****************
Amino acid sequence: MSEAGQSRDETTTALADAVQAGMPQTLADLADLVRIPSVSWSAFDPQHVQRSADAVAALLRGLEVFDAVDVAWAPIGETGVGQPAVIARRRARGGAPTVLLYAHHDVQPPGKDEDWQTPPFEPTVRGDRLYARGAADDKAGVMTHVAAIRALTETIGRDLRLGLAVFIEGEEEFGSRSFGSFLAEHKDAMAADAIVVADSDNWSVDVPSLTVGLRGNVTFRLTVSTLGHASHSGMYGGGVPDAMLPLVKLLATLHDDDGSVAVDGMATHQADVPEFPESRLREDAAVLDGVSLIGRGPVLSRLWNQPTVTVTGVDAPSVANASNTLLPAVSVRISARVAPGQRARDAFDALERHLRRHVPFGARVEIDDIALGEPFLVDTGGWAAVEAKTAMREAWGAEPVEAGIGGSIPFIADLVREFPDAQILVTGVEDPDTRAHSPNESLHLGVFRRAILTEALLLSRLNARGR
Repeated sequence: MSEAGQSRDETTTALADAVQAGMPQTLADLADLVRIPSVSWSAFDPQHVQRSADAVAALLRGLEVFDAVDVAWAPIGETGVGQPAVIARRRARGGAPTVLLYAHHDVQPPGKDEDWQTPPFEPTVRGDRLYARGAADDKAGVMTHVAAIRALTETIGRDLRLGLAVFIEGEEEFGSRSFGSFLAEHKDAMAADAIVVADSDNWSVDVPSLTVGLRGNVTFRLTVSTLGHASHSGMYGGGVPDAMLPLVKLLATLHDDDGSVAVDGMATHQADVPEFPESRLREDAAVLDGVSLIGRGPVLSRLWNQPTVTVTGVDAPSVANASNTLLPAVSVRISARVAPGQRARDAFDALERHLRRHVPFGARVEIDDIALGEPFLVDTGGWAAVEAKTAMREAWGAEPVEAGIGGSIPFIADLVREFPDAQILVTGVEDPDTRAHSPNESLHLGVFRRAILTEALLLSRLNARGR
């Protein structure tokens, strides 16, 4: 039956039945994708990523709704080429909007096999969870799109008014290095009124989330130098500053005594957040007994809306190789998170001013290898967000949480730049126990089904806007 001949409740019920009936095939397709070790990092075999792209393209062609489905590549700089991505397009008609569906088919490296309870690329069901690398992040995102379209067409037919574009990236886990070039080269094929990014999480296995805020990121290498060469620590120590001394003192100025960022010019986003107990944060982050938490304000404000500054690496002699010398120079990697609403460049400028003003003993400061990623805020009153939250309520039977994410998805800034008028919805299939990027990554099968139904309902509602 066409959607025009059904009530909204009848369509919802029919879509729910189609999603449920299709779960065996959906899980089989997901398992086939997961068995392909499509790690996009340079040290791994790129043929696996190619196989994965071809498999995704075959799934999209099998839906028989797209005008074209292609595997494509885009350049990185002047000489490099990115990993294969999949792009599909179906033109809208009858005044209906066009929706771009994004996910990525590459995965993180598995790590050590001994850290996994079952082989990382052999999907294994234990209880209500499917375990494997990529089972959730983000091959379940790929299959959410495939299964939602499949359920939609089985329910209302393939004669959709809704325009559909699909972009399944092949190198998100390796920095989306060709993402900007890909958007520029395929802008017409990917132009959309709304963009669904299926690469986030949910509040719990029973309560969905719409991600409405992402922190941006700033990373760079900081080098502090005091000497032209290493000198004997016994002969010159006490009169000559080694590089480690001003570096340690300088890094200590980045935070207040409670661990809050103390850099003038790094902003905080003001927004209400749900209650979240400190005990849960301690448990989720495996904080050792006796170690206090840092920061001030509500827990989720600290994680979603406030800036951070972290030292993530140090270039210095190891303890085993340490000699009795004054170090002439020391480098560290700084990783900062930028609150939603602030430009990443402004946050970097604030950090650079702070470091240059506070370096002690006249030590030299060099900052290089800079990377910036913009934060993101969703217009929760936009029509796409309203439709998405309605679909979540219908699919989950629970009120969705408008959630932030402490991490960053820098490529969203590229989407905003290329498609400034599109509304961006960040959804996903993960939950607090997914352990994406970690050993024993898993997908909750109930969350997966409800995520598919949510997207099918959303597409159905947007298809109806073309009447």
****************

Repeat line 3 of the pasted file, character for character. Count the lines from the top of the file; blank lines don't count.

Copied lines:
């Protein structure tokens, strides 16, 4: 039956039945994708990523709704080429909007096999969870799109008014290095009124989330130098500053005594957040007994809306190789998170001013290898967000949480730049126990089904806007 001949409740019920009936095939397709070790990092075999792209393209062609489905590549700089991505397009008609569906088919490296309870690329069901690398992040995102379209067409037919574009990236886990070039080269094929990014999480296995805020990121290498060469620590120590001394003192100025960022010019986003107990944060982050938490304000404000500054690496002699010398120079990697609403460049400028003003003993400061990623805020009153939250309520039977994410998805800034008028919805299939990027990554099968139904309902509602 066409959607025009059904009530909204009848369509919802029919879509729910189609999603449920299709779960065996959906899980089989997901398992086939997961068995392909499509790690996009340079040290791994790129043929696996190619196989994965071809498999995704075959799934999209099998839906028989797209005008074209292609595997494509885009350049990185002047000489490099990115990993294969999949792009599909179906033109809208009858005044209906066009929706771009994004996910990525590459995965993180598995790590050590001994850290996994079952082989990382052999999907294994234990209880209500499917375990494997990529089972959730983000091959379940790929299959959410495939299964939602499949359920939609089985329910209302393939004669959709809704325009559909699909972009399944092949190198998100390796920095989306060709993402900007890909958007520029395929802008017409990917132009959309709304963009669904299926690469986030949910509040719990029973309560969905719409991600409405992402922190941006700033990373760079900081080098502090005091000497032209290493000198004997016994002969010159006490009169000559080694590089480690001003570096340690300088890094200590980045935070207040409670661990809050103390850099003038790094902003905080003001927004209400749900209650979240400190005990849960301690448990989720495996904080050792006796170690206090840092920061001030509500827990989720600290994680979603406030800036951070972290030292993530140090270039210095190891303890085993340490000699009795004054170090002439020391480098560290700084990783900062930028609150939603602030430009990443402004946050970097604030950090650079702070470091240059506070370096002690006249030590030299060099900052290089800079990377910036913009934060993101969703217009929760936009029509796409309203439709998405309605679909979540219908699919989950629970009120969705408008959630932030402490991490960053820098490529969203590229989407905003290329498609400034599109509304961006960040959804996903993960939950607090997914352990994406970690050993024993898993997908909750109930969350997966409800995520598919949510997207099918959303597409159905947007298809109806073309009447």